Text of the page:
From that point on, the hike was all a steep uphill. We spent about one hour zigzagging up 1.7 km (1.1 miles) of winding trails or going through some steep, rocky stairs.
The morning was cold, but we were so agitated with that climb that our bodies produced enough warmth and sweat to keep us going strong. In fact, we were glad we hiked before sunrise; otherwise, we would have baked under the harsh Andean sun.
Oh, did I mention people threw up on the way up? Yup, that’s how exhausting it is! Luckily it wasn’t one of us, but we were then faced with an awkward moment when the guy who threw up asked Jess for a sip of water.
She agreed to help but didn’t expect to see the guy sticking his dirty mouth on the bottle. Um, you’re welcome? We were hiking as a group, so we didn’t mind sharing our “clean” water with our charitable Jess.
In a way, this morning hike reminded me of the last day on the Inca Trail. We woke up in the middle of the night to hike for a few hours and see the sunrise from Intipunku – the Sun Gate. This time though, there would be no sunrise for us in Machu Picchu.
Only Inca Trail hikers get to enjoy that unique sunrise spot. Besides, Machu Picchu opens at 6:00 am, so by the time we made the queue to enter the ruins, the sunrise was long gone.
Revisiting Machu Picchu
Still, after going through the effort of hiking and sweating every step, once I entered Machu Picchu for the second time, I felt the same joy and appreciation I felt the first time after I finished the Inca Trail.
I admit I wished for a sunny morning, like the one I had during my first visit. But, that wasn’t the case this time. For most of the morning, Machu Picchu remained covered under a thick layer of fog and clouds that gave an eerie sense to the place. To my surprise, I loved that sense!
I guess that no matter how many times you visit Machu Picchu, it will always impress you with its grand scale, its artistic details, and its mysteries.
The rest of the day was all about walking around every space in the ruins, absorbing every view, enjoying the landscape, and playing with the llamas – of course! Well, I had to kiss one too! Now, every time I see this picture below I just sing, “I kissed a llama and I liked it” to the tunes of Katy Perry’s famous song.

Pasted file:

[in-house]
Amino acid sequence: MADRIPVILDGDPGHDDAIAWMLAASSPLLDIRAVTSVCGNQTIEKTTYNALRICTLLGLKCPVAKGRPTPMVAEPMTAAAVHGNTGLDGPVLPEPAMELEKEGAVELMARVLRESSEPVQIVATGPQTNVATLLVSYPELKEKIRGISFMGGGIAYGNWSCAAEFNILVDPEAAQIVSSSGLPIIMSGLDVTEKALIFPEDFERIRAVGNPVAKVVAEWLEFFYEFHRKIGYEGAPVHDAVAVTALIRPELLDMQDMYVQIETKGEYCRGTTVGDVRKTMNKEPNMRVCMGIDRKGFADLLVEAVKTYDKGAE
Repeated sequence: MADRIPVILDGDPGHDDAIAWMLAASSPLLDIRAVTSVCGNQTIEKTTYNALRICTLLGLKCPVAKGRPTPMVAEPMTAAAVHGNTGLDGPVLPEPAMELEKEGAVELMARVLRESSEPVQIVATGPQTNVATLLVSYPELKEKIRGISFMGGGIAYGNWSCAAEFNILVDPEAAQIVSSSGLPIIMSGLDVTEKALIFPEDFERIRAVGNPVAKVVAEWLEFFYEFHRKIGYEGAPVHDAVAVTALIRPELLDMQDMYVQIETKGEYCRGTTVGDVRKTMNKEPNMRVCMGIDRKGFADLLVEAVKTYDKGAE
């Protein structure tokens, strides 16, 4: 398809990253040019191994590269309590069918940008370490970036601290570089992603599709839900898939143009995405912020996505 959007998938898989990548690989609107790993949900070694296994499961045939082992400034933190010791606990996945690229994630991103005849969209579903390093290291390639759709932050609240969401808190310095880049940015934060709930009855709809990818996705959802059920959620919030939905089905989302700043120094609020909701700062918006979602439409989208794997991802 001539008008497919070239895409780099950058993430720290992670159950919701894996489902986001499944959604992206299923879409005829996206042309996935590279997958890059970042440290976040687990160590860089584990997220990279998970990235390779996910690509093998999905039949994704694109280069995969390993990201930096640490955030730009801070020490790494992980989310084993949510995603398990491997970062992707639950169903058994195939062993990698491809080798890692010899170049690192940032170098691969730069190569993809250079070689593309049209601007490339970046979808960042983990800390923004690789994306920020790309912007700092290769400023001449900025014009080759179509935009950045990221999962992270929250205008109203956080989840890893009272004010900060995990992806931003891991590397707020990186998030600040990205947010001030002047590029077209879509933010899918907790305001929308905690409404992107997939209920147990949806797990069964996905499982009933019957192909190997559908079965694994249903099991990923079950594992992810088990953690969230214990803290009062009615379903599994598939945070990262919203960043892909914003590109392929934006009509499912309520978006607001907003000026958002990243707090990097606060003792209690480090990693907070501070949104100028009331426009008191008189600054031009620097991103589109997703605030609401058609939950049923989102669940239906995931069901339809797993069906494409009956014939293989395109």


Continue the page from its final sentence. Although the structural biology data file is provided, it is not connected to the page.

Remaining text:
After spending the entire morning exploring the ruins, it was time to go back. We had a long day ahead backtracking our steps from the day before – a hike down the mountain, a three-hour hike back to the hydroelectric, and a 7 hours bus ride back to Cusco.
It’s an exhausting trip, but it is worth every step, every penny, and every minute in transit.
Essential Info: Logistical Tips and Tricks to Book your Trip to Machu Picchu
In theory, it is forbidden to walk on the train tracks, but everyone does it. Just be careful and pay attention to any coming train in either direction.
The train from the end of the bus ride (at the Hydroelectric Plant) to Aguas Calientes is $24 each way and the ticket can be bought at the train station located a few minutes down the road from the bus park lot.
If you don’t want to hike from Aguas Calientes to Machu Picchu, you can pay $12 each way to reach the ceremonial city. I recommend doing the hike downhill, at least.
This 2-days/1-night tour is normally sold for $95-$105 per person, but don’t be afraid to bargain to get it down to $85-90. All tour companies in Cusco sell it, so walk around and compare prices.
It is possible to do the entire journey from Cusco to Machu Picchu and back in one day if you take the train, but that option costs over $200.
It is also possible to do the trip with no tour, by taking minibusses and colectivos. You will need to transfer at least once along the way to reach the Hydroelectric. Check the “by foot” section on this Wikitravel page that explains it.
Should you decide to go on your own, make sure to buy your entrance ticket to Machu Picchu ahead of time on the official website. If you go on a tour, they will provide the ticket.
DON’T FORGET YOUR TRAVEL INSURANCE
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FIND THE BEST TOURS AT THE BEST PRICES
If you’re looking for the best day-tours and cheapest ticket entrances to local attractions, I recommend checking Viator, as they have the largest selection of attractions, passes, and activities all around the world.
OTHER TRAVEL AND MONEY-SAVING TIPS?
Lastly, check out my resources page for some of the best products and companies to use for your trip. If you like saving money (like I do!), then this page will help.